Though thought of with a passing ambivalence by the much of the nation, Cornwall is home to a rich undercurrent of creative life. With such an inspiring landscape and a cultural heritage, how could it not be? Hailing from Falmouth, Red River Dialect's principal songwriter David Morris and his psych-folk entourage have built something of a cult following, with Tender Gold & Gentle Blue marking the culmination of a hugely successful Pledge Music fund raiser.
While technically their third album, this is the second time Red River Dialect have recorded as a five piece, with the band originally forming as an acoustic duo. Following on from awellupontheway's' rousing folk jams, Morris has taken the band in an altogether more personal and mournful direction. Inspired largely by the tragic loss of a parent, it's evident in nearly every aspect of these beautifully introspective songs that this is as much an emotional investment for him as it is for the listener.
Opening with a gentle acoustic guitar and piano ballad, Morris elegantly picks at strings while singing warmly of a “A cool night wind in warm July/ A dream it drew/ A friend shone through” before offering an affectionate dedication to his family “He's now the gold in Blisland's stream of blue / My mother and my sister/ this song is love for you”. While his poetic lyricism is a strong factor in Red River's appeal, there is no denying the outstanding musicality on offer here. With violin, cello, banjo, piano and guitar taking the forefront, the band even tastefully throw in experimental uses of the metalophone and chanter. If all this sounds little too Mumford for you, fear not – this band couldn't be any further away from that world if they tried.
'Fallen Tree' is a swell of musical elegance beautifully carried by Robin Strattons' gentle pianism and a stunning hook built around a choral blend of strings, keys and vocals: “Night swims through bonfires/ Hearts break through desires/ A hiding soul is a dream of finding/ A free word sings of the book unbinding”. While it may sound a little contrived to say so, there is a real sense of place in this record - and that place is 'home' or rather - Cornwall. Speaking of their previous work, M.C. Taylor (of Hiss Golden Messenger) commented on their music having 'come to signify everything wild and shambolic and heart-renderingly, unfairly beautiful that I understand about that coast' - a feeling which has most certainly made the transition into these songs.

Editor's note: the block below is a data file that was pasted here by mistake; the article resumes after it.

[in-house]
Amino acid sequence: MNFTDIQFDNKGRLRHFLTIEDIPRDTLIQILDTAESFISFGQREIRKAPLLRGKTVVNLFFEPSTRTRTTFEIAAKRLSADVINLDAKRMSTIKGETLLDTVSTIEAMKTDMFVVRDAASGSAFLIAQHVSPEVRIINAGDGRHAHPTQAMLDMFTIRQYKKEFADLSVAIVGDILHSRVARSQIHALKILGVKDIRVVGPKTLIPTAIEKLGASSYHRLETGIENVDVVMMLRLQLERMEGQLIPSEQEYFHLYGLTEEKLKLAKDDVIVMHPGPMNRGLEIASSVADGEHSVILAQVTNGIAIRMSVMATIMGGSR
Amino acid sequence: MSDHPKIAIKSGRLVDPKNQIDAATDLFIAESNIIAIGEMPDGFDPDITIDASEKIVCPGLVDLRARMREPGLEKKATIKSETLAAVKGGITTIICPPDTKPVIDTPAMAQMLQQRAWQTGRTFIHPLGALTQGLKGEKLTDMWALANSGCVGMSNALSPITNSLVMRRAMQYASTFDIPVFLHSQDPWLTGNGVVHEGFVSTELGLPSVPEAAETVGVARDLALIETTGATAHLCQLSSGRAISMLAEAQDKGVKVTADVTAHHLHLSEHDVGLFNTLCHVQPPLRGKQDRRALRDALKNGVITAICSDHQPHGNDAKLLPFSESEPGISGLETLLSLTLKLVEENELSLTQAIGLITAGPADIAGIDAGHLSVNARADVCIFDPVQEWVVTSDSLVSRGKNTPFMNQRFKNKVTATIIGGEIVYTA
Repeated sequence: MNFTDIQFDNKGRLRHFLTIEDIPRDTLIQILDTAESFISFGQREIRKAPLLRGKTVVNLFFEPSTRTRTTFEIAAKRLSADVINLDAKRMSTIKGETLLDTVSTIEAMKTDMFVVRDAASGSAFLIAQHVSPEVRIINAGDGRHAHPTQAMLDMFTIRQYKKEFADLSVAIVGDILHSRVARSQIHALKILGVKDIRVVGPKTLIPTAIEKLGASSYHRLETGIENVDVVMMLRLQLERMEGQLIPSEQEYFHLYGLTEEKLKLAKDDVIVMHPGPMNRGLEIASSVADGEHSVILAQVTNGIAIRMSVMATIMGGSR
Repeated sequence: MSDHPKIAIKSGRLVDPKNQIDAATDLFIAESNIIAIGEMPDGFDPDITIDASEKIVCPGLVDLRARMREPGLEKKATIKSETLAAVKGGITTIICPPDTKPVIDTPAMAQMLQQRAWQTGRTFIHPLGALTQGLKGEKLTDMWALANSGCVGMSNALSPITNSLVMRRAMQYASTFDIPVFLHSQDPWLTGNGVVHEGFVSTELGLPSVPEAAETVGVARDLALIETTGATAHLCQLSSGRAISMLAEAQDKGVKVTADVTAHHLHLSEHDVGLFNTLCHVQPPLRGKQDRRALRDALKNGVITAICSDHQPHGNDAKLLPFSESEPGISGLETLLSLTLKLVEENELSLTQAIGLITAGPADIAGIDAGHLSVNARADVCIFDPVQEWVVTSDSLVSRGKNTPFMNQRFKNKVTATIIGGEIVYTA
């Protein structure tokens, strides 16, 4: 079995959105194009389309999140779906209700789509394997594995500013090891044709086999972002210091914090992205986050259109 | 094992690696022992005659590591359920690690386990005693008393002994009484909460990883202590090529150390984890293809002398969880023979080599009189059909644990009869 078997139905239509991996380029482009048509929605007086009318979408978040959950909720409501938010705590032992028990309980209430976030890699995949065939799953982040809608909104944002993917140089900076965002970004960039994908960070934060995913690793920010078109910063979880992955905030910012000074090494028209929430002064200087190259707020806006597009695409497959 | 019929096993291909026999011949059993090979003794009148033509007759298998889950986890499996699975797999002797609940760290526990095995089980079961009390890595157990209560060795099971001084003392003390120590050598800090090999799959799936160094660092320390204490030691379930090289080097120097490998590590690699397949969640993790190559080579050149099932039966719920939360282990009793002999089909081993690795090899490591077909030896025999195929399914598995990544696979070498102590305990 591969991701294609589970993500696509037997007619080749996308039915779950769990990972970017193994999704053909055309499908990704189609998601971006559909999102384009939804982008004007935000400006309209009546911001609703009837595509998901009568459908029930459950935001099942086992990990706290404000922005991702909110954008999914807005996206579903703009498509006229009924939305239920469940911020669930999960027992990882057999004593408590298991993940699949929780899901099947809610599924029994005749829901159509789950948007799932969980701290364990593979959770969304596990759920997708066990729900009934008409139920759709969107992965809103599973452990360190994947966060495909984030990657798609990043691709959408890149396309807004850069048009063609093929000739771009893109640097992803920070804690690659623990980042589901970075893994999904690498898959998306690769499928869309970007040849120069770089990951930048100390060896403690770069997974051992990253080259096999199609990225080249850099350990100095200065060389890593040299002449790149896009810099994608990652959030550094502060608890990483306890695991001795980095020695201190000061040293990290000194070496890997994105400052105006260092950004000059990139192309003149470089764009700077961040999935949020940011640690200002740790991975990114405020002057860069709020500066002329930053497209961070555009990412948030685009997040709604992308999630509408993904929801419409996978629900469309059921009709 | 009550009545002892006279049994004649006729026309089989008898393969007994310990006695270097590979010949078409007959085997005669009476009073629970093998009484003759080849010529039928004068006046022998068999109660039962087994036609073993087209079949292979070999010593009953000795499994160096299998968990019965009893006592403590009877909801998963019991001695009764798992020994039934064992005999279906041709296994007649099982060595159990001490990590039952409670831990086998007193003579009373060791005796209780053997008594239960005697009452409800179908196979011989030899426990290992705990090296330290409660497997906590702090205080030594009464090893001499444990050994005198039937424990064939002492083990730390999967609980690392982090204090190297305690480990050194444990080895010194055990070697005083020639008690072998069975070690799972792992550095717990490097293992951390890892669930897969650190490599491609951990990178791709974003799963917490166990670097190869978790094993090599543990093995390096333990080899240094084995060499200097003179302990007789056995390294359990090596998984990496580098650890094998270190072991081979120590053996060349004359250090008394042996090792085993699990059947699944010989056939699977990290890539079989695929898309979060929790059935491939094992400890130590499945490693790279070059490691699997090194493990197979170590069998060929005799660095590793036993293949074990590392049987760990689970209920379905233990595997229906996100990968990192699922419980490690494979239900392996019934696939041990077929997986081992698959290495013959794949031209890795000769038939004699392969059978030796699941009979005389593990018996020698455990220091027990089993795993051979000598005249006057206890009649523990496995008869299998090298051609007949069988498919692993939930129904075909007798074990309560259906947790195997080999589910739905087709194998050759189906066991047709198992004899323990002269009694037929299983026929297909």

A particular highlight comes approximately halfway through the record wherein typical songwriting is abandoned in favour of 'Ring of Kerry'; a near 10 minute centrepiece built around an ethereal drone of chilling sound. Echoes of distant vocals chime in and out as a gentle percussion compliments the self proclaimed “submerged chant”. Around the six-minute-mark the speakers are filled with the sound of nearby rainfall, creating a sense of comforting, yet hypnotic isolation as echoes of Morris' distant chant continues.
While their previous record soared with a rock infused energy (earning plentiful comparisons to The Waterboys in the process), this album offers a more personal perspective of a band growing up. There was always a knowing sense of self in Morris' lyrics; a man who may not always seem at ease with his emotions but ultimately understands why he feels them. This is a beautifully composed album and one which frequently feels like a blessing that we even get to hear it at all. Nobody has to share their feelings like this but we're damn lucky that a select few do, and we should most certainly appreciate that.
8Ben Philpott's Score